WATCH YOUR TONE!

My dear mother in my earliest youth used to warn me to watch my tone.  The implication, especially if she was gritting her teeth, was that if I didn’t watch my tone, she was darn well going to watch it for me, usually with a smart slap across the cheek.  There is a gift in every life experience.  Perhaps it was edifying for me to learn how to convey my full shade of meaning without getting slapped.  And I did learn.  As a young adult, I remember feeling quite complimented when a would-be suitor told me that I could “say the meanest things in the nicest words.”

My dear mother has passed away, but her desire to check our tone lives on, I just found out, in an application that custody-sharing parents can use to check the tone of their written correspondence. Yes, folks, there really is an application called ToneCheck™ that “incorporates semantic processing tools… to help reduce the potential for conflict or misunderstanding”.  They call it an “emotional spell-check” that can “identify and flag emotionally charged sentences” as you write.  They even offer alternate neutral phrasing so you can edit as you go.

A dear family member once showed me an email correspondence in which she had sent her ex a copy of their child’s dentist bill with a polite request that he pay his share.  His response had been “You are pathetic excuse for a human being.”  As the alternative meaning of “pathetic”  is “worthy of compassion,” I like to think the app may have transformed the loaded missive to “I am sorry.”  What the app cannot do is make the ex pay the dentist, but at least reading less crap from the old hound dog would provide relief that many parents would be happy to pay for.  And now the parenting plan can even indicate that parents MUST use such an app in their correspondence.  I love this idea.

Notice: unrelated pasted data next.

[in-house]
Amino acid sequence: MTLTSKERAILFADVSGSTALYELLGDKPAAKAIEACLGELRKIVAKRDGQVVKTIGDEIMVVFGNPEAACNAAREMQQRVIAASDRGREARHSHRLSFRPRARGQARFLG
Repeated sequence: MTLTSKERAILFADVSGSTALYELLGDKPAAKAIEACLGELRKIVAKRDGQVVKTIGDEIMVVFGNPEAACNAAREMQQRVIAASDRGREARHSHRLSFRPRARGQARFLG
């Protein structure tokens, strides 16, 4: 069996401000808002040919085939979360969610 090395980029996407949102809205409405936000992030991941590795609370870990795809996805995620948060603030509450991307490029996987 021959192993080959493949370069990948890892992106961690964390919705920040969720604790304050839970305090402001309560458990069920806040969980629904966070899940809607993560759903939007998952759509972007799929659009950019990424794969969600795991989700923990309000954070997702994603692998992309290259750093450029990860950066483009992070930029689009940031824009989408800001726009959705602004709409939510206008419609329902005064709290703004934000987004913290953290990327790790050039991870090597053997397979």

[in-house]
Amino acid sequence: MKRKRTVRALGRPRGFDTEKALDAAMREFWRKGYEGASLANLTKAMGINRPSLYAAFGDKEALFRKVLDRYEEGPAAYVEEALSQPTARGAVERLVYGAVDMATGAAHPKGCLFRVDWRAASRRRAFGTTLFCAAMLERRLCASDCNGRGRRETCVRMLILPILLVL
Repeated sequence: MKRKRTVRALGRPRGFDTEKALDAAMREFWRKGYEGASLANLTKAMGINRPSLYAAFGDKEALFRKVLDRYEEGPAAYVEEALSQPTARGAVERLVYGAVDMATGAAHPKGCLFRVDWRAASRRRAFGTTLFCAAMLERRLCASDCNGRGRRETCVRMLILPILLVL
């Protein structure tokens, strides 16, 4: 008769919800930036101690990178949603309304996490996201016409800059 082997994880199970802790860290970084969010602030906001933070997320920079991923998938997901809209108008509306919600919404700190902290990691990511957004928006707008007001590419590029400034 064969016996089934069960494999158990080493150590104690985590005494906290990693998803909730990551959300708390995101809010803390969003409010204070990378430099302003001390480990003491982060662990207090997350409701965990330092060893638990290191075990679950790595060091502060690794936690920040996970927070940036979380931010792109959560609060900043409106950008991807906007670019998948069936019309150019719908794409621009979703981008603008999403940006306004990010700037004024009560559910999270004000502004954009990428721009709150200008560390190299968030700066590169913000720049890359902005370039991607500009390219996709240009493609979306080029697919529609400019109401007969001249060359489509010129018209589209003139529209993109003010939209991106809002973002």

We all say things we regret.  I remember my children telling me about an app that would make you do a few simple math problems before allowing you to send out any phone texts in the wee hours of the morning.  Presumably the app was to act as a gatekeeper to stop you from regretting what you send to whom at the critical hours of the night.  And many regrets are out there.  I like the idea of an app that can tone down your email while still allowing you to convey your message.

As my mother well knew, and this app advertises, “sometimes messages are misunderstood because of word choice”.  The point of both the slap and the app is to “prevent you from  saying something that you might regret” by detecting and flagging (or slapping) “emotionally-charged sentences”.  I am not a techie, as my close friends can attest, but I can safely say that I consider this new app a clear upgrade from the one used in my childhood.  It sounds more user-friendly while allowing us to save face.